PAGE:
Radio programming offered a discursive public space in which to practice one’s politics, where few other avenues remained. Having grown used to practicing forbidden forms of citizenship on the airwaves, this radio activism soon moved onto the streets. In the popular movement that uprooted Duvalierism, the Haitian majority– Kreyòl speaking peasant farmers, agricultural day laborers, and urban workers—who had once formed bases of support for the regime now demanded the end of the dictatorship. I plot the emergence of a nearly decade and a half long grassroots political movement against Jean-Claude Duvalier by examining radio media to show  how ordinary people first negotiated the terms of their citizenship within an authoritarian system, and later struggled to uproot that system in its entirety.

The complete audio archive of Radio Haiti will soon be available to the public via Duke’s Digital Repository, which will be an unparalleled resource for historians and other researchers interested in radio, political resistance, and the circulation of information in Haiti and in the Haitian diaspora.

The Newest Negroes: Black Doctors and the Desegregation of Harlem Hospital, 1919-1935

Date: Tuesday, March 26
Time: 5:00 p.m.
Location: Holsti-Anderson Family Assembly Room, Room 153, Rubenstein Library
Contact: Rachel Ingold, rachel.ingold@duke.edu, (919)684-8549

Please join the History of Medicine Collections for our next Trent History of Medicine Lecture Series event. Adam Biggs will present “The Newest Negroes: Black Doctors and the Desegregation of Harlem Hospital, 1919-1935.”

Professor Biggs’s lecture will focus on the desegregation of Harlem Hospital, highlighting the conflicts an tensions that took shape as black doctors sought to merge their professional goals with the larger cause of racial improvement. Adam Biggs is faculty at the University of South Carolina Lancaster where he teaches African American Studies and US History.  His research examines black doctors and their efforts to address the problem of race in early 20th century America.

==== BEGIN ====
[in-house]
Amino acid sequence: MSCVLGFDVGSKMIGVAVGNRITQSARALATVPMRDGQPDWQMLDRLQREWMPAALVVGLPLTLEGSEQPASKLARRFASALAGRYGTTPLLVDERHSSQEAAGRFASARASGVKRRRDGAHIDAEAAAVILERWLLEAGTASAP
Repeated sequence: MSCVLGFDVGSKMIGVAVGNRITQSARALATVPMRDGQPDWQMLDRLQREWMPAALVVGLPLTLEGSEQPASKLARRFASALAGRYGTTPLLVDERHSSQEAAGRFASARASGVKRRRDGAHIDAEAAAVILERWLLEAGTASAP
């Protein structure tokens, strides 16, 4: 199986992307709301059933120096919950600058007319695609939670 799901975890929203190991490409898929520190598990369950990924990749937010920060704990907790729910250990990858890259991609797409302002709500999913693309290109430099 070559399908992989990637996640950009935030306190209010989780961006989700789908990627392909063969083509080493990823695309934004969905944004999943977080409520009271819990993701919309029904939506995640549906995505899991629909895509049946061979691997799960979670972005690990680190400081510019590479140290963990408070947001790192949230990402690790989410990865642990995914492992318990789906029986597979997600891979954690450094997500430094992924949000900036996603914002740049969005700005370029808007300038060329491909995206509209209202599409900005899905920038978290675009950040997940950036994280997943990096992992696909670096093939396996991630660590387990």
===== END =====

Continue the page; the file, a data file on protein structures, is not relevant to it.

All are welcome and encouraged to attend.

We thank our friends at the Bullitt History of Medicine Club at UNC-Chapel Hill for co-sponsorship.

When Beale Street Spoke in Haiti: From Port-au-Prince to the Oscars

This is a guest blog post by Nathan Dize, a Ph.D. Candidate in the Department of French and Italian at Vanderbilt University specializing in Haitian literature and history.

Cover of Baldwin's novel, "If Beale Street Could Talk"
First edition of James Baldwin’s If Beale Street Could Talk.

Twenty-eight days after the passing of James Baldwin, on December 28, 1987, Haitian writers Jan J. Dominique and Yanick Lahens and their cohost, bookseller Monique Lafontant, paid homage to the African American writer with a discussion of the significance of his novel If Beale Street Could Talk on Radio Haïti Inter’s weekly cultural program, Entre Nous. Set in New York City, the novel focuses on the lives of childhood friends-turned-lovers Tish and Fonny as they prepare to welcome their first child. The two are suddenly separated when Fonny is arrested and accused for the alleged rape of a Puerto Rican woman. Tish narrates the story as both her and Fonny’s families attempt to prove the young Black man’s innocence. Yanick Lahens begins with her review of the book, followed by a brief discussion of Baldwin’s literary career.